Think about step two and what it means. The person has the hope or expectation that he or she can communicate with you. They may not have evidence for this belief. You might also realize that other people have independent choice when communication takes place. Even when you were being a jerk that other person can still have faith in you and your ability to relate. Of course independent choice does not always go our way. Sometimes people discount us for no reason. It may be that you have been very intelligent and have been working hard and yet the other person still does not think you can relate - at least not to them. Without that belief in you they won't even try to communicate. They will just look at us with that blank stare. It does not even have to be logical, it can just be their choice. They can choose that communication is possible and likewise they can choose that communication is not possible. It is totally their choice. In this process of their choosing - your choice has not been compromised. You still have a full choice here. You and they are independent in your ability to communicate. You can't really make them listen. They have to choose to listen. Now after considering step two for a few minutes you might have new respect for other people for allowing you to communicate with them. It is not a one way street - they are involved too.

If you look at all 12 steps, you will see a cycle of give-and-take, or passing of data from one to the next and back again to the first. This concept of a cycle being involved with communication is important. What makes this concept important is how it relates to communication problems. If a communication cycle is complete, there are no residuals. If a cycle remains unfinished, there will be a residual that will somewhat block future communications. That was the conclusion of Charles Berner after running 20,000 hours of experimental communication techniques over a period of 10 years with hundreds of people. {As far as I know - Charles Berner was the first person to identify this 12 step communication cycle. I learned it from him in 1967 when as his student I had to model it in clay. He used clay to help separate us from vague ideas of reality. As he put it "Get us out of our heads." (He had the habit of saying this and ending the expression with his hands going up, his head going down as his eyes got bigger and his chin stuck out. There was the sense that his head might explode. It was fun to watch him get his point across - he was always totally involved and never boring.)}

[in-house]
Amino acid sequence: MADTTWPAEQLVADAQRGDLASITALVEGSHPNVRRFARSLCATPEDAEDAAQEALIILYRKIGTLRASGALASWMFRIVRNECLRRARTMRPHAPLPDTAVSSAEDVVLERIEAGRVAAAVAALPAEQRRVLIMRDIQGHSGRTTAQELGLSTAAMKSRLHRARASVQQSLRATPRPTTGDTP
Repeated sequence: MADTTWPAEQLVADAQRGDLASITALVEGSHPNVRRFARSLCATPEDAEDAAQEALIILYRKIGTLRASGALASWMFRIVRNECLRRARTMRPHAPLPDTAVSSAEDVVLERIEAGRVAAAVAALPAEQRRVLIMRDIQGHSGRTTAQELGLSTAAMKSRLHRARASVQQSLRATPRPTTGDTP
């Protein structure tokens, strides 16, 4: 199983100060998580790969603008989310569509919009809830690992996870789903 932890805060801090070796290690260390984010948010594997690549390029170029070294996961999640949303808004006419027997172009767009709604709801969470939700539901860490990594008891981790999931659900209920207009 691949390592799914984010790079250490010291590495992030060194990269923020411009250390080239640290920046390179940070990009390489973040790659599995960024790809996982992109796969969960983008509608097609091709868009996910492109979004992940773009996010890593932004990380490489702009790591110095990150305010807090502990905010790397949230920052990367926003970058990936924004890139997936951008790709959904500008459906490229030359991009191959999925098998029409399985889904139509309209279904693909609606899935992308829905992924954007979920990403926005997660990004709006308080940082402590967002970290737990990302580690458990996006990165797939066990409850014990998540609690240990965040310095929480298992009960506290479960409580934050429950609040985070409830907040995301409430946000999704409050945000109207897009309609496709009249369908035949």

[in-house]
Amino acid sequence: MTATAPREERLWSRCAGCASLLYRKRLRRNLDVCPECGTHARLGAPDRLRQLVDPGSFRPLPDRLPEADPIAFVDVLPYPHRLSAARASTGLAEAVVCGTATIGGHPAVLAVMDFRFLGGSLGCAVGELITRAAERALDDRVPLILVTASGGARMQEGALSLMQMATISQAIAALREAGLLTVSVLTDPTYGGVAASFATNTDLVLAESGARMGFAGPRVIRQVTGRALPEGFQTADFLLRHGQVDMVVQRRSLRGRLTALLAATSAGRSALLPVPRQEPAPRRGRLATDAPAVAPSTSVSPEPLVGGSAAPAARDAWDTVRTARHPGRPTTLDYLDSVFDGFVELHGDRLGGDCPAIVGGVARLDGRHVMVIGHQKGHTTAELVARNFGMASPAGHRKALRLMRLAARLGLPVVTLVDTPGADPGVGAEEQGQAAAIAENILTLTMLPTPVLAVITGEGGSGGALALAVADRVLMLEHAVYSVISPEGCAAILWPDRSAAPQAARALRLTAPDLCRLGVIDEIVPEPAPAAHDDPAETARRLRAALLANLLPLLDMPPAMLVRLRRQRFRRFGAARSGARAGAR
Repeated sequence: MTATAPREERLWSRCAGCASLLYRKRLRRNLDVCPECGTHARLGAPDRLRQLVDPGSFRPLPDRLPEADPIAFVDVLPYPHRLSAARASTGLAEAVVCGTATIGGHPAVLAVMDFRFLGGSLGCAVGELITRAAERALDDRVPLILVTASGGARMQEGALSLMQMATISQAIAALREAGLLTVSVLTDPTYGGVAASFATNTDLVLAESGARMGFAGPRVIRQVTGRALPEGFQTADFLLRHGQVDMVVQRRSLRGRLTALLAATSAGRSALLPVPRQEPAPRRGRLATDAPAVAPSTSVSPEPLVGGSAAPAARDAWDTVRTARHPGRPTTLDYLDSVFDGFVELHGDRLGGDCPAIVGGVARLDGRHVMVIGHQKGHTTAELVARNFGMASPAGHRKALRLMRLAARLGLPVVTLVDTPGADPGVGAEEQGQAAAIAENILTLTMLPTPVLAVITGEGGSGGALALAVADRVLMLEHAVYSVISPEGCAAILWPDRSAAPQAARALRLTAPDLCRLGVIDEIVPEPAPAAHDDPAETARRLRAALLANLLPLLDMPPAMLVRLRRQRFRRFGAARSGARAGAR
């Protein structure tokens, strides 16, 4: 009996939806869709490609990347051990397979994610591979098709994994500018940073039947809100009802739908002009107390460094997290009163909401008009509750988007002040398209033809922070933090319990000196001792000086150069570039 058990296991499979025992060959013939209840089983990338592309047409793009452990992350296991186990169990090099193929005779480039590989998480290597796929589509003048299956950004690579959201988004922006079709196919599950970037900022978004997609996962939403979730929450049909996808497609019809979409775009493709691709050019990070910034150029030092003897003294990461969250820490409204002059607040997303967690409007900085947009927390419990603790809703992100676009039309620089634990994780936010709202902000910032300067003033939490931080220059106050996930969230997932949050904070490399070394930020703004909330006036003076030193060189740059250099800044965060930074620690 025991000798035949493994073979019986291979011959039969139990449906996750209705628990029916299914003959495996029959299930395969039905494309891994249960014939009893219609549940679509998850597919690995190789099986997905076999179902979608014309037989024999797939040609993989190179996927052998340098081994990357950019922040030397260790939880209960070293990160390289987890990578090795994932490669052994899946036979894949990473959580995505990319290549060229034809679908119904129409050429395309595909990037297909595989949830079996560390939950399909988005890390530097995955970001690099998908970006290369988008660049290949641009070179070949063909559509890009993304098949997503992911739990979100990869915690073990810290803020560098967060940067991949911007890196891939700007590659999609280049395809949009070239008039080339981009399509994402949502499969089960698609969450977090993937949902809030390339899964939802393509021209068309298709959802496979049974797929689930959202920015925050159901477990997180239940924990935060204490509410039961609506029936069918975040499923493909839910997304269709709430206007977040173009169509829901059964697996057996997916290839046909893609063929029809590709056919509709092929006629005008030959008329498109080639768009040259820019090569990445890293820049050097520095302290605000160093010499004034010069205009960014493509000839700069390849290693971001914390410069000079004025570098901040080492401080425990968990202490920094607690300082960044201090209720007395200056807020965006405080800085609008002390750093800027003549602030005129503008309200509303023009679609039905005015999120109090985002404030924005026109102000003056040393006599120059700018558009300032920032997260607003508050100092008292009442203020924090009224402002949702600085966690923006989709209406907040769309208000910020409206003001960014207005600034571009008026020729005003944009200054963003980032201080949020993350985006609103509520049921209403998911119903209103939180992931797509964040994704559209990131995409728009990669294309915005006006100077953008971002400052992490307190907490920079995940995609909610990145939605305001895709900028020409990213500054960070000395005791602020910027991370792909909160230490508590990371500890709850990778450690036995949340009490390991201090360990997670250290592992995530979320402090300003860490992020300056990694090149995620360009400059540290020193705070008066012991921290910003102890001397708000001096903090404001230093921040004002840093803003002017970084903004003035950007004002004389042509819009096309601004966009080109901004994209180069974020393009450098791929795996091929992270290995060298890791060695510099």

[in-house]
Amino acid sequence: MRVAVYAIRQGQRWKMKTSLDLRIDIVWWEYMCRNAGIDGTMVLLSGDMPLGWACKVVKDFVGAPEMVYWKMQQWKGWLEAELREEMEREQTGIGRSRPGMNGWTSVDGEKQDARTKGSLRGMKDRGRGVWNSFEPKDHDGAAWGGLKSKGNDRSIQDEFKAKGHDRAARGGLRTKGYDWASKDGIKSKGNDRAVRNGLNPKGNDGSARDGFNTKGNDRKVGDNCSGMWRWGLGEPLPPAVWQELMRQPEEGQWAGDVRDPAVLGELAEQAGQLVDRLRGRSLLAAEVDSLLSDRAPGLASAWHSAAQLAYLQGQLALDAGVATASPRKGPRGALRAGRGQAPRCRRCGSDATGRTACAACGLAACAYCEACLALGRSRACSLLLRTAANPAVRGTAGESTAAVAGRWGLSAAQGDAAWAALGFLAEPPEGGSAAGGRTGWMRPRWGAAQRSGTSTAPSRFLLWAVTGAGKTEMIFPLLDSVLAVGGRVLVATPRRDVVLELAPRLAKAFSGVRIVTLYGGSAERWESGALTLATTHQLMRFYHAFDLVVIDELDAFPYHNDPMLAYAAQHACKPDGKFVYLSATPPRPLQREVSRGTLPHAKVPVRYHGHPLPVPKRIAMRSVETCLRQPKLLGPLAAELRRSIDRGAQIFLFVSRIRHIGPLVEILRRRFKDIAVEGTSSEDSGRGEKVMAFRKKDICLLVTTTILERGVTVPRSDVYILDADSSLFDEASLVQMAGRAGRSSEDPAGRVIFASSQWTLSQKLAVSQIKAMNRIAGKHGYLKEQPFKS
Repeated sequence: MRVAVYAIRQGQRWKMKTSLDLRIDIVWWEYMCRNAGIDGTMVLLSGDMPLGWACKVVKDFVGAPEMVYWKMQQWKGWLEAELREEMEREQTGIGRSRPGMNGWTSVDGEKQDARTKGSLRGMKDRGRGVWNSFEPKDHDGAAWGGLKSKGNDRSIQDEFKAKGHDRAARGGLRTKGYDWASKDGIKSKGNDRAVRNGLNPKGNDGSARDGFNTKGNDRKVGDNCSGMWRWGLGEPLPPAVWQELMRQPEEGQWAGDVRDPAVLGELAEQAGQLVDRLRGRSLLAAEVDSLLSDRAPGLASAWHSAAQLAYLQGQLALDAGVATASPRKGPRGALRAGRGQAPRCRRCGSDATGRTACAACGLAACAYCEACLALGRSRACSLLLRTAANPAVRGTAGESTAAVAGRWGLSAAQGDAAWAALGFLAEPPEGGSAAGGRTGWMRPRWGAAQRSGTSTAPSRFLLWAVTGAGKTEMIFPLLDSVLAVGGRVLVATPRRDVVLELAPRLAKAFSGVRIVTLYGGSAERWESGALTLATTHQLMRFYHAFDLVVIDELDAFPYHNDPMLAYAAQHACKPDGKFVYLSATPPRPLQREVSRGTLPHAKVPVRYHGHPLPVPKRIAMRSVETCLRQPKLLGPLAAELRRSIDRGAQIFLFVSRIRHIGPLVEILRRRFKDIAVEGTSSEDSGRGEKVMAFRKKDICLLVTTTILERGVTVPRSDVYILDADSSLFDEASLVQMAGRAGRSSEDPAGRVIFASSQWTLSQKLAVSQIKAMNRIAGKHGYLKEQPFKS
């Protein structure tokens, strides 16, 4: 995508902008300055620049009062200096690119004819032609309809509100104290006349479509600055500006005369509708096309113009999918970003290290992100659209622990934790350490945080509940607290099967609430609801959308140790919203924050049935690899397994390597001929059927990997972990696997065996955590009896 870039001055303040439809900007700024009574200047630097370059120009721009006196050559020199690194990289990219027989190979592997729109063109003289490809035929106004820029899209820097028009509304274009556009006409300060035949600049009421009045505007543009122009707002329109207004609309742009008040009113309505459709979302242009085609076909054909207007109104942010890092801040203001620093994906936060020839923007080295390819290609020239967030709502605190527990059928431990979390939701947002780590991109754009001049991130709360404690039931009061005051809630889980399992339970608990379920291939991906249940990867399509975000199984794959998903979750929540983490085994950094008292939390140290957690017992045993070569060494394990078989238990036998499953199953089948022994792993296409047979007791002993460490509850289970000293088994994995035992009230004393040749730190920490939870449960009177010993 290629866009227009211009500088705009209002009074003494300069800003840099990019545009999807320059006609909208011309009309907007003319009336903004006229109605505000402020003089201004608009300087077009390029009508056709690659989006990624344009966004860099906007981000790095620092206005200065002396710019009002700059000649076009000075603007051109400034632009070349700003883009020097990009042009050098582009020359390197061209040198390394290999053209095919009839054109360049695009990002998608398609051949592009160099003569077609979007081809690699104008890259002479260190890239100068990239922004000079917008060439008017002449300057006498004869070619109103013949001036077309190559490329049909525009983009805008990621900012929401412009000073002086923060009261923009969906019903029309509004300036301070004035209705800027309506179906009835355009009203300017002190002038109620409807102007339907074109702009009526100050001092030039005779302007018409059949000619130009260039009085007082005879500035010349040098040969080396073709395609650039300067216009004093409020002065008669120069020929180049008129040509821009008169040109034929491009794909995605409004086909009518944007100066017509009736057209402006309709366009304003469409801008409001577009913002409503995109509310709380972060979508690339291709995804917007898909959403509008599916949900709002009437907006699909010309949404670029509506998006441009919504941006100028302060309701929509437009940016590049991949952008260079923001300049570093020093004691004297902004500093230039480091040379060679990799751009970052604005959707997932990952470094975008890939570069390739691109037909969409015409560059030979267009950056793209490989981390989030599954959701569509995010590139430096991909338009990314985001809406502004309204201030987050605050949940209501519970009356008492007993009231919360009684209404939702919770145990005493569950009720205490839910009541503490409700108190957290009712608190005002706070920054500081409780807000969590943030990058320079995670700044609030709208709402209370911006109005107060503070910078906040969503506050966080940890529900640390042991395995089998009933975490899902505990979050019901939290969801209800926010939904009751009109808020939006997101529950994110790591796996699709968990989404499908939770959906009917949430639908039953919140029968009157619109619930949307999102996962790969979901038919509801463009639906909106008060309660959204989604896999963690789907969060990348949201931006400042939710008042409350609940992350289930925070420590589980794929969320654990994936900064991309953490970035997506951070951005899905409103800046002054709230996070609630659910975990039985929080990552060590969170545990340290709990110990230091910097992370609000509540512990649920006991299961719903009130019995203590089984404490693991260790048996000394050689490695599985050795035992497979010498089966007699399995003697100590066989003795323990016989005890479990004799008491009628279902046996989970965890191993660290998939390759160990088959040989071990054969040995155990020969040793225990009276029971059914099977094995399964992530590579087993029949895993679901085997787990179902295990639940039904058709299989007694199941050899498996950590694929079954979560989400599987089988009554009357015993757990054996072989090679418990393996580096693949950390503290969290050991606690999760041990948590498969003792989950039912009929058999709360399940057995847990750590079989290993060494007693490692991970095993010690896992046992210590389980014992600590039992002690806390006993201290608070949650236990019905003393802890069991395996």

We need to recognize that acknowledgment is an important part of the cycle. This does not have to be ridiculous, such as saying "got that" after each sentence. It is more likely to be a process of maintaining eye contact, while letting the face muscles and iris dilation indicate comprehension, along with an occasional head nod. Also note that you don't have to agree or disagree with the person to complete the cycle. A cycle just passes one idea between two people. It doesn't mean that they agree. You can remain an original thinker, yet still be a good communicator, since the two are not necessarily related.